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The Oklahoma Legal Group Blog

Potential New DUI Laws Blocked by Lawsuit

Adam Banner - Tuesday, October 31, 2017

New DUI laws which were set to go into effect on November 1, 2017, have been temporarily blocked due to a lawsuit filed by multiple Oklahoma attorneys.

Oklahoma City and Tulsa DUI attorneys filed the lawsuit alleging that the “2017 Impaired Driving Elimination Act 2” is unconstitutional because it violates Oklahoma's single-subject rule, According to Article V, Section 57 of the Oklahoma Constitution, "[e]very act of the Legislature shall embrace but one subject, which shall be clearly expressed in its title..."

 

The lawsuit also alleges that the 2017 Impaired Driving Elimination Act 2 contains "multiple troubling provisions." The attorneys specifically focus on issues that could create a violation of due process protections to every individual with a driver's license. Consequently, the lawsuit requested that the Oklahoma Supreme Court assume original jurisdiction because the case presents issues of extraordinary public interest and great urgency.

In issuing the stay, or block, of the law prior to it going into effect, the Oklahoma Supreme Court had to first assume original jurisdiction, becauseone can't simply file a lawsuit in the state's highest court without proper justification and assurances that the Court has original jurisdiction. The usual course is to file a lawsuit in a state district court, litigate the issues, and then appeal up though the Oklahoma Court of Civil Appeals and then to the Oklahoma Supreme Court.

However, in certain circumstances such as this case, there is a process to "fast track" a case to the Oklahoma Supreme Court by requesting the ability to originally file the case in that Court as opposes to a lower district court. Here, the Supreme Court agreed to assume original jurisdiction, so any decision that is made will be binding and final in regards to Oklahoma state law, unless and until the losing party tries to appeal up through the federal system.

In regards to the "single-subject rule" argument the lawsuit is based on, the DUI attorneys allege that the 2017 Impaired Driving Elimination Act 2 contains 17 sections, which in turn encompass eight different subjects: revocation and modification of driver's license for non-impaired driving offenses; license destruction; creation of an impaired driver diversion program; bond requirements; criminal liability for refusing a breath test; notice requirements for prosecutors; and admission of evidence in criminal trials.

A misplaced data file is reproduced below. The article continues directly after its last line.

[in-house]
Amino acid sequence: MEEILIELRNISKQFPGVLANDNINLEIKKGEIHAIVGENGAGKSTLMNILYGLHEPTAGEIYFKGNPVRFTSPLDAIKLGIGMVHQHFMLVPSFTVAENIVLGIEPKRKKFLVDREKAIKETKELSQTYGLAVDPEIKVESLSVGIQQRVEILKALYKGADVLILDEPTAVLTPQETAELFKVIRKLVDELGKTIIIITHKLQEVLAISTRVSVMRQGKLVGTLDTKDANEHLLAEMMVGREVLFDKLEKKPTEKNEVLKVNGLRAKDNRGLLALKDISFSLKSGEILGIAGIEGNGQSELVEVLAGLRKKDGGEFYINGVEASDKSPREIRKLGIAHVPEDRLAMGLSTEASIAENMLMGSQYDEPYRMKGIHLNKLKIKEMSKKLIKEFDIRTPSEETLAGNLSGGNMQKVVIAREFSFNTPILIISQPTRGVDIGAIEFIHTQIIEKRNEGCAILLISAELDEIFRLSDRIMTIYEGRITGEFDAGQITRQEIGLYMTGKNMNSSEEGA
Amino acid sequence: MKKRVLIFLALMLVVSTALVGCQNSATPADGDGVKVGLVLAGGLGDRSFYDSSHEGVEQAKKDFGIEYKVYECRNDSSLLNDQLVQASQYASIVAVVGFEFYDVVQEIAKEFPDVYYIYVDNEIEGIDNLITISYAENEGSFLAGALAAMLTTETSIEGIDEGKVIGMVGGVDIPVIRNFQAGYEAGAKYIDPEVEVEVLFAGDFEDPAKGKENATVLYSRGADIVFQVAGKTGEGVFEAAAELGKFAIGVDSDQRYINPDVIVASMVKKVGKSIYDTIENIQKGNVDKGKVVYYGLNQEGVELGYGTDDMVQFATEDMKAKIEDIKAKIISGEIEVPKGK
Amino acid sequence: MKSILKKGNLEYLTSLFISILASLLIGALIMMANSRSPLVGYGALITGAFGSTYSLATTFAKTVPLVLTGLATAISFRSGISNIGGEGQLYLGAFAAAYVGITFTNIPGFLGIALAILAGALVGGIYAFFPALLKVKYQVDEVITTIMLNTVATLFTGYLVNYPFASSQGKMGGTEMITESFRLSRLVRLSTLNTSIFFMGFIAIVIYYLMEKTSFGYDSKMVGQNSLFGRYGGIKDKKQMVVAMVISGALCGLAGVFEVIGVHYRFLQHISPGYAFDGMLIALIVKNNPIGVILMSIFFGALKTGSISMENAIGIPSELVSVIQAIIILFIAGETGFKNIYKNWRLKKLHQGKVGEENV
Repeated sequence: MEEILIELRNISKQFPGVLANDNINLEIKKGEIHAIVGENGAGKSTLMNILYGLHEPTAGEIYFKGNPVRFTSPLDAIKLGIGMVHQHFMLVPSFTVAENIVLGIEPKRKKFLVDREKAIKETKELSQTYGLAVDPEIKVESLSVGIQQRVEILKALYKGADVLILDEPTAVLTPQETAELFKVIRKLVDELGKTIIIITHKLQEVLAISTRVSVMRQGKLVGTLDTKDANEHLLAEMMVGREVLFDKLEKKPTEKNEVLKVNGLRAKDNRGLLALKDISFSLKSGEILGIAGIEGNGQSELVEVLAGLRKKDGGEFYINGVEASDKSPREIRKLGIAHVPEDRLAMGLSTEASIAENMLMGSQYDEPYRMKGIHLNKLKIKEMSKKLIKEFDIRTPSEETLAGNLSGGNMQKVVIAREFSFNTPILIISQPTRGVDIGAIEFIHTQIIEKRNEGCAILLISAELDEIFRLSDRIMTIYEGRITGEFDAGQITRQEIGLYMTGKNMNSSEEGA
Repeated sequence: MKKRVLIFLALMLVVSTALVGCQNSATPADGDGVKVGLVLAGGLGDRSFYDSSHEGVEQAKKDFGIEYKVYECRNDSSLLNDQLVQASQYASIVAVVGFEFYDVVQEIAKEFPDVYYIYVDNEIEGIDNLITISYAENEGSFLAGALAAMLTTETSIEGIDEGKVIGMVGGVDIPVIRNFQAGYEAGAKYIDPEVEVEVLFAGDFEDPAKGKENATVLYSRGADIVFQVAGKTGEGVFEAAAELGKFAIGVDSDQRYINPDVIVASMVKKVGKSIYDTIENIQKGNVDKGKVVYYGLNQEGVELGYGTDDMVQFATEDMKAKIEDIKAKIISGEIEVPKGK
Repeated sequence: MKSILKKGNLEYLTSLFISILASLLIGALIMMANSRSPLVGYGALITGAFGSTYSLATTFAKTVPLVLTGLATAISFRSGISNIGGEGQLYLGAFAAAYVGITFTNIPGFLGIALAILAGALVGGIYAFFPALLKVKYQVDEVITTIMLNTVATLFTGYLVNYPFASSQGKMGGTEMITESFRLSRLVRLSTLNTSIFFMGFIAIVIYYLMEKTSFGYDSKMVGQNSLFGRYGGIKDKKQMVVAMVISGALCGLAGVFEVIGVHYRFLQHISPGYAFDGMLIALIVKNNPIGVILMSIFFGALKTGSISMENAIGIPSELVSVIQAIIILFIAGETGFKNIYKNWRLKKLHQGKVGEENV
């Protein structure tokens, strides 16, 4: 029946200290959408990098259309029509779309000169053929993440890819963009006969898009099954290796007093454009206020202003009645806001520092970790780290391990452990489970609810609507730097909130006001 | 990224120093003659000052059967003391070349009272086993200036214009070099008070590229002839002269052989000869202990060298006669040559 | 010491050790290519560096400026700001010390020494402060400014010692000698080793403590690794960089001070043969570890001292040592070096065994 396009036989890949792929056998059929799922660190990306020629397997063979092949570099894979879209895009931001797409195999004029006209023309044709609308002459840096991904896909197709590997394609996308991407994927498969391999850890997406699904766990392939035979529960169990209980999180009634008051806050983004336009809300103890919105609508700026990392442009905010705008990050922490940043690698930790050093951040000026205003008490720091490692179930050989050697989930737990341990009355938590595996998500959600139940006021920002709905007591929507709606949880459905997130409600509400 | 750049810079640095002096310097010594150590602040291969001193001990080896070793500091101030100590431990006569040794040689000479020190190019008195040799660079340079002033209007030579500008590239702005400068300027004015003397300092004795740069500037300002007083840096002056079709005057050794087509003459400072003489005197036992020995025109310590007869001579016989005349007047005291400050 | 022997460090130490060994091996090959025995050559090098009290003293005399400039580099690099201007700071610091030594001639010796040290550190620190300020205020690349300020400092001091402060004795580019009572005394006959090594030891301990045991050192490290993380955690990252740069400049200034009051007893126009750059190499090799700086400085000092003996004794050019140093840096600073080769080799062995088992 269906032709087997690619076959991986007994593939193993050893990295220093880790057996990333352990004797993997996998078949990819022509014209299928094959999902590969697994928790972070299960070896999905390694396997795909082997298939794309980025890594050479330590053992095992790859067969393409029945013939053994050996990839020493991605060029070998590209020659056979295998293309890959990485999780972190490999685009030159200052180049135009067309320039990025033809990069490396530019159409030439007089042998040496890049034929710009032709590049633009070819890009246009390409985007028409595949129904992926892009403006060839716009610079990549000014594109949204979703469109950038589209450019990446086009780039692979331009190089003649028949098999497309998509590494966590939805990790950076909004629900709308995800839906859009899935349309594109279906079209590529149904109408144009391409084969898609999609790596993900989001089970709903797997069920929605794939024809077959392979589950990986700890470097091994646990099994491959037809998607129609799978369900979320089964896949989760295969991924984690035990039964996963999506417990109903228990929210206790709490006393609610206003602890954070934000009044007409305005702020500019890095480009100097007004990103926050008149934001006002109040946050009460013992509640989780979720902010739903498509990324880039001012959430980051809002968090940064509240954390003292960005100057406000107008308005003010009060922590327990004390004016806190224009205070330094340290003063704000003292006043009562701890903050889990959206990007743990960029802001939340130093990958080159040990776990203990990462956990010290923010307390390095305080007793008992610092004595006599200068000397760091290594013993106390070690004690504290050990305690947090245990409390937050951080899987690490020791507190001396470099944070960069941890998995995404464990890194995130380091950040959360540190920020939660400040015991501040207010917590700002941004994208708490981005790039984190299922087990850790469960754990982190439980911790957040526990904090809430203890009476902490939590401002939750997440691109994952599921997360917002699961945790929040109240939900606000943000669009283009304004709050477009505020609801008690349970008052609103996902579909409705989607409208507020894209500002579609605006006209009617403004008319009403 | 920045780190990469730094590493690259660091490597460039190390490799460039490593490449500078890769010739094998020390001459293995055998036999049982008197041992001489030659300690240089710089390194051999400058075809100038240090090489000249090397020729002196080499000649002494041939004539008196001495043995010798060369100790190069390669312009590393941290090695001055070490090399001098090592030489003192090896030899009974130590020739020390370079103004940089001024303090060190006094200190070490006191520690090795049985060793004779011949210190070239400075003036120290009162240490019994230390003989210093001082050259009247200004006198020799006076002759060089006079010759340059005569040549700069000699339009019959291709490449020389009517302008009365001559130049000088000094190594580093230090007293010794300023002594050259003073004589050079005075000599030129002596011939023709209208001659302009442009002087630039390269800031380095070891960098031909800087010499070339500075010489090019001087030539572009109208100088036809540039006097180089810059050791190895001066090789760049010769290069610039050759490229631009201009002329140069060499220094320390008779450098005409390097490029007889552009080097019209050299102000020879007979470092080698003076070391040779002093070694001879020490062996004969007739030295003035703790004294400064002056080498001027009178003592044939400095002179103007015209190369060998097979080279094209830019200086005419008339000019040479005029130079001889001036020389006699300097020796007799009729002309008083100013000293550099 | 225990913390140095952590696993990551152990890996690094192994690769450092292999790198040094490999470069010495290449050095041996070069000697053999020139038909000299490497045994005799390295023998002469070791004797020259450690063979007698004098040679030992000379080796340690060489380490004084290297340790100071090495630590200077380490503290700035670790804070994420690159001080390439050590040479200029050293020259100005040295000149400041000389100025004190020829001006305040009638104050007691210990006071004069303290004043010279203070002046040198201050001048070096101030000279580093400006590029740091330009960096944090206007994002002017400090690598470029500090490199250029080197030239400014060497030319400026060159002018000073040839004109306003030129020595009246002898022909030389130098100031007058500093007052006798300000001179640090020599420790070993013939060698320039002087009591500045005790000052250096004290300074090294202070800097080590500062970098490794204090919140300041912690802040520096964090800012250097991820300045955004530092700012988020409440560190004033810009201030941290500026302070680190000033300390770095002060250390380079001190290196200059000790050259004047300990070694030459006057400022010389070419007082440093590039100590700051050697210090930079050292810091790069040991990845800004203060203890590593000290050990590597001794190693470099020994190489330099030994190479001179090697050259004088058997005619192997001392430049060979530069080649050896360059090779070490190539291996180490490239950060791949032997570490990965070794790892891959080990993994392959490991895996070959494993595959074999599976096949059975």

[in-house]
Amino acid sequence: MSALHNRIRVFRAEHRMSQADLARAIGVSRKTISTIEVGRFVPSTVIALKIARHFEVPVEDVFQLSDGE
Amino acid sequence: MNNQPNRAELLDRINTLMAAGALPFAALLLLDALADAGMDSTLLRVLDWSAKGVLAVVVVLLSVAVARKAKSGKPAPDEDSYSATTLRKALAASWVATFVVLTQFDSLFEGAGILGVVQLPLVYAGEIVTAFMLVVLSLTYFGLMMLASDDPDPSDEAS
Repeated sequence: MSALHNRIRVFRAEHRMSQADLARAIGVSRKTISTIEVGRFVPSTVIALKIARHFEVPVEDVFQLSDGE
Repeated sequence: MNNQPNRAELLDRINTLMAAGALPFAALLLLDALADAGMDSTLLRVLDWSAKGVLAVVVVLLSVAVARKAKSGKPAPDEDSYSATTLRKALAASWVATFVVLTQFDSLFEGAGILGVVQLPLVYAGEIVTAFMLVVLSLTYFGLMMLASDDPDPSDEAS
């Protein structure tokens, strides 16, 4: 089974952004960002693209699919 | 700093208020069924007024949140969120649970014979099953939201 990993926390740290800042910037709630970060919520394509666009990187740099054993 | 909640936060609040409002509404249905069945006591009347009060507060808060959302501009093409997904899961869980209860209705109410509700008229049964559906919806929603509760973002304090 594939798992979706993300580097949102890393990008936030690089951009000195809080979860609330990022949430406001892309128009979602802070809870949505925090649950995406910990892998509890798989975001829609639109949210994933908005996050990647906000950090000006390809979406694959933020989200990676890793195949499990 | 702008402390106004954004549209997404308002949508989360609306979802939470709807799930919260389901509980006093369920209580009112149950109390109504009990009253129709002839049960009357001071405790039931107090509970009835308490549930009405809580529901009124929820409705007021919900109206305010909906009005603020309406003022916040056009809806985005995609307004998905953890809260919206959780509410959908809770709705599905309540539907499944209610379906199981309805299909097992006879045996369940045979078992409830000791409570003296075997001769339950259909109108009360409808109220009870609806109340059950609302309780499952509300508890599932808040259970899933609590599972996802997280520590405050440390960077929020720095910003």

Perhaps most troubling for your average person is the potential criminal liability that the 2017 Impaired Driving Elimination Act 2 hopes to impose when a person refuses to take a breath test after they are arrested for DUI. The new potential crime would be a misdemeanor that could carry up to 10 days in county jail and a $1,000.00 fine.

The new potential crime for "refusing to blow" could have wide spread consequences due to the general public's already-existing difficulty in understanding when one should or should not submit to a breathalyzer if pulled over for DUI. When people learns that I am a criminal defense attorney, some have questions. The majority of those questions revolve around DUIs and whether or not they should submit to the state's test (blow in the breathalyzer) or refuse.

Most people already don't realize the current consequences for a refusal of the state's test, which can lead to much longer requirements for interlock installation on their vehicles. Judging by how uneducated the public already is on the issue of their rights and responsibilities during a stop for suspected DUI, it is easy to foresee even more confusion if and when the 2017 Impaired Driving Elimination Act 2 does officially go into effect.

If put into law, the 2017 Impaired Driving Elimination Act 2 would also revoke licenses for non-impaired driving offenses such as leaving the scene of an accident, failing to pay for gasoline, and failing to stop for a school bus.


 






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